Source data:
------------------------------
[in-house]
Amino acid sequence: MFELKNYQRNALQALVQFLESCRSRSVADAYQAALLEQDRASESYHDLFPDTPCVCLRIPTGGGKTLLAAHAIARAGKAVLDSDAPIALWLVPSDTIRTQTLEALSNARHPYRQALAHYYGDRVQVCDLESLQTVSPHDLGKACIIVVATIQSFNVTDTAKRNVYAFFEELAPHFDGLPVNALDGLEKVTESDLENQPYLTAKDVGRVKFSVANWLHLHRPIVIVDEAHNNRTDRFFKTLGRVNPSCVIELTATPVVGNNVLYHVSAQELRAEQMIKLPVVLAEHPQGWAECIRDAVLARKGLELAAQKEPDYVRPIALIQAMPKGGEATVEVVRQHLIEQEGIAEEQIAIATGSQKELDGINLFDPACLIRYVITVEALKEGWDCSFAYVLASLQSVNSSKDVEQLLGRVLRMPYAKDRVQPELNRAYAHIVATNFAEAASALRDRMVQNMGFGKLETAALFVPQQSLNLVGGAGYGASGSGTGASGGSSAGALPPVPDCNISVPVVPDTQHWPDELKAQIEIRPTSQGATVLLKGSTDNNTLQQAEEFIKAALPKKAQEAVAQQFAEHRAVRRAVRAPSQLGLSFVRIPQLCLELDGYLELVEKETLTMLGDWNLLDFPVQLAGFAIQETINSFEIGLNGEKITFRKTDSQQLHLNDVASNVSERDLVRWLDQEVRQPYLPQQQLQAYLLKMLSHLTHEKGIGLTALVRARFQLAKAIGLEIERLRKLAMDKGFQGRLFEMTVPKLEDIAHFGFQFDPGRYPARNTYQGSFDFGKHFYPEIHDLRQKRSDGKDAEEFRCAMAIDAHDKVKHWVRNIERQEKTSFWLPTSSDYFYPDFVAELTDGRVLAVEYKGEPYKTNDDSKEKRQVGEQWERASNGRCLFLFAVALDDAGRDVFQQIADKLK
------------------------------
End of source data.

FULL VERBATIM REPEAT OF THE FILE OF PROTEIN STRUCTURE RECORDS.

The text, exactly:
[in-house]
Amino acid sequence: MFELKNYQRNALQALVQFLESCRSRSVADAYQAALLEQDRASESYHDLFPDTPCVCLRIPTGGGKTLLAAHAIARAGKAVLDSDAPIALWLVPSDTIRTQTLEALSNARHPYRQALAHYYGDRVQVCDLESLQTVSPHDLGKACIIVVATIQSFNVTDTAKRNVYAFFEELAPHFDGLPVNALDGLEKVTESDLENQPYLTAKDVGRVKFSVANWLHLHRPIVIVDEAHNNRTDRFFKTLGRVNPSCVIELTATPVVGNNVLYHVSAQELRAEQMIKLPVVLAEHPQGWAECIRDAVLARKGLELAAQKEPDYVRPIALIQAMPKGGEATVEVVRQHLIEQEGIAEEQIAIATGSQKELDGINLFDPACLIRYVITVEALKEGWDCSFAYVLASLQSVNSSKDVEQLLGRVLRMPYAKDRVQPELNRAYAHIVATNFAEAASALRDRMVQNMGFGKLETAALFVPQQSLNLVGGAGYGASGSGTGASGGSSAGALPPVPDCNISVPVVPDTQHWPDELKAQIEIRPTSQGATVLLKGSTDNNTLQQAEEFIKAALPKKAQEAVAQQFAEHRAVRRAVRAPSQLGLSFVRIPQLCLELDGYLELVEKETLTMLGDWNLLDFPVQLAGFAIQETINSFEIGLNGEKITFRKTDSQQLHLNDVASNVSERDLVRWLDQEVRQPYLPQQQLQAYLLKMLSHLTHEKGIGLTALVRARFQLAKAIGLEIERLRKLAMDKGFQGRLFEMTVPKLEDIAHFGFQFDPGRYPARNTYQGSFDFGKHFYPEIHDLRQKRSDGKDAEEFRCAMAIDAHDKVKHWVRNIERQEKTSFWLPTSSDYFYPDFVAELTDGRVLAVEYKGEPYKTNDDSKEKRQVGEQWERASNGRCLFLFAVALDDAGRDVFQQIADKLK